FORT WORTH, Texas — Superintendents from five of Texas' biggest school districts delivered a request to Gov. Greg Abbott Wednesday, asking that teachers and school employees be included in the state's initial distribution of the COVID-19 vaccine.
The governor has yet to respond, while the superintendent who penned the request maintains that he doesn't want anyone to skip healthcare workers in line for the vaccine — but just wants teachers to not be overlooked.
Abbott announced Wednesday that more than 1.4 million doses of the vaccine will arrive in Texas by mid-December.
The Texas Department of State Health Services announced last week that healthcare workers will be the first in line to receive those doses.
At the top of the list includes hospital staff working directly with patients who are COVID-19-positive or at higher risk for COVID-19 infection.
That also includes custodial staff.
Following those folks are long-term care staff working directly with vulnerable residents at places like nursing homes.
After that, 911 EMS providers and home healthcare workers round out the first tier of those in line for the vaccine.
The second tier lists medical staff in outpatient care offices, non-911 transport staff, pharmacists, COVID-19 testing staff, funeral home workers and school nurses.
Educators and school staff are nowhere to be found in the list that was released.
Fort Worth ISD Superintendent Kent Scribner wrote and delivered a letter to Abbott Wednesday asking that school staff be considered in the initial distribution of the vaccine statewide.
Scribner is the Chair of the Texas Urban Council of Superintendents.
He wrote and delivered the letter on behalf of superintendents from Austin ISD, Houston ISD, Dallas ISD and San Antonio ISD.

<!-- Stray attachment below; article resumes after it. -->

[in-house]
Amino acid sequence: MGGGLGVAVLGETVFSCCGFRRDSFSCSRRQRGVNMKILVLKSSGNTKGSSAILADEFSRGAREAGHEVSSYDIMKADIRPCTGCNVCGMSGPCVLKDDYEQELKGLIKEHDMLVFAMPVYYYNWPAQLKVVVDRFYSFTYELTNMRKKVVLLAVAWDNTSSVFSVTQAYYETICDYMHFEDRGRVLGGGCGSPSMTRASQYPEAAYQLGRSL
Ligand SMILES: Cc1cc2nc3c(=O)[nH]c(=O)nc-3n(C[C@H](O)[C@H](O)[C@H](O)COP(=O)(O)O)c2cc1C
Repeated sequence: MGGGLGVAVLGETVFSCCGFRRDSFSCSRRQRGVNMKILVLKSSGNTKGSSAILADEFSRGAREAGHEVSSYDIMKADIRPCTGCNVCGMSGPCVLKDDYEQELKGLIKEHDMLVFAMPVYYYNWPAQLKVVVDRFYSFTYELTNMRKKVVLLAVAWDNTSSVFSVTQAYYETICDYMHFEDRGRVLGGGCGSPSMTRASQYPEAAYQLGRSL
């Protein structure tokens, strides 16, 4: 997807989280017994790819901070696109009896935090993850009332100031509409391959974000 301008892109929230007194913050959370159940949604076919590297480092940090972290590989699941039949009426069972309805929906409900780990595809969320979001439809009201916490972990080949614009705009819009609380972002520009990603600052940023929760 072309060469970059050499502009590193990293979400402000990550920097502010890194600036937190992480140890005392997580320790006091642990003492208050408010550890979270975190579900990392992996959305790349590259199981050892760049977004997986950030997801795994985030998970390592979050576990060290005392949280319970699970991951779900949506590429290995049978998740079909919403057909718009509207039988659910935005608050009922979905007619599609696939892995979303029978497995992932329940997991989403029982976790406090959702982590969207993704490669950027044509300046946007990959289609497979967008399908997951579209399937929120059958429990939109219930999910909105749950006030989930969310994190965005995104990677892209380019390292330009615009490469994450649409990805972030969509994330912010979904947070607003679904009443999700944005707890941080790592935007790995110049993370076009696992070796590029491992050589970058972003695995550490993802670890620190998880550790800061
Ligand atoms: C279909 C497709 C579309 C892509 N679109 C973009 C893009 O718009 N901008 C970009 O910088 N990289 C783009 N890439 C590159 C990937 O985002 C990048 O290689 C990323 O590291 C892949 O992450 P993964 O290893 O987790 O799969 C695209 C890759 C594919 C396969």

In the letter, Scribner wrote the following:
"Our campus-based educators are on the front lines every day. They are teaching in person, interacting with children and other adults. And, while they are utilizing best practices in safety protocols, they are still at a much higher risk of contracting COVID than those of us who can work in a closed office setting or from home."
Scribner also asked the governor that inoculations, "...be prioritized for educators who work in the cities and counties where COVID infection rates are the highest."
Via Zoom, Scribner told WFAA that schools and the reopening of campuses have hinged on getting back to normal in Texas.
"We understand that the governor and his staff are making difficult decisions," Scribner said. "But our teachers are among the heroes in this pandemic and are on the front lines every day."
Steven Poole of the United Educators Association praised Scribner's letter.
The UEA represents some 26,000 school employees in North Texas.
"It's impossible to social distance in the classroom," Poole said. "They're still showing up, some even at-risk, teaching 20 to 25 kids per day. We know the state is marking prioritizations we just ask that teachers and other staff be part of the conversation."
Rena Honea of Alliance-AFT echoed a similar message. Her organization represents some 3,500 educators at Dallas ISD.
"So many teachers had no choice in going back to the classroom. Some were given waivers, but not that many," Honea said.
"We all realize that face-to-face instruction is the most effective but right now it isn't the safest."
An estimated 31,700 students and 18,700 school staff have been infected with COVID-19 per state data.
Last year, the Texas Education Agency found there were around 363,000 school teachers in the state and roughly 8,300 principals.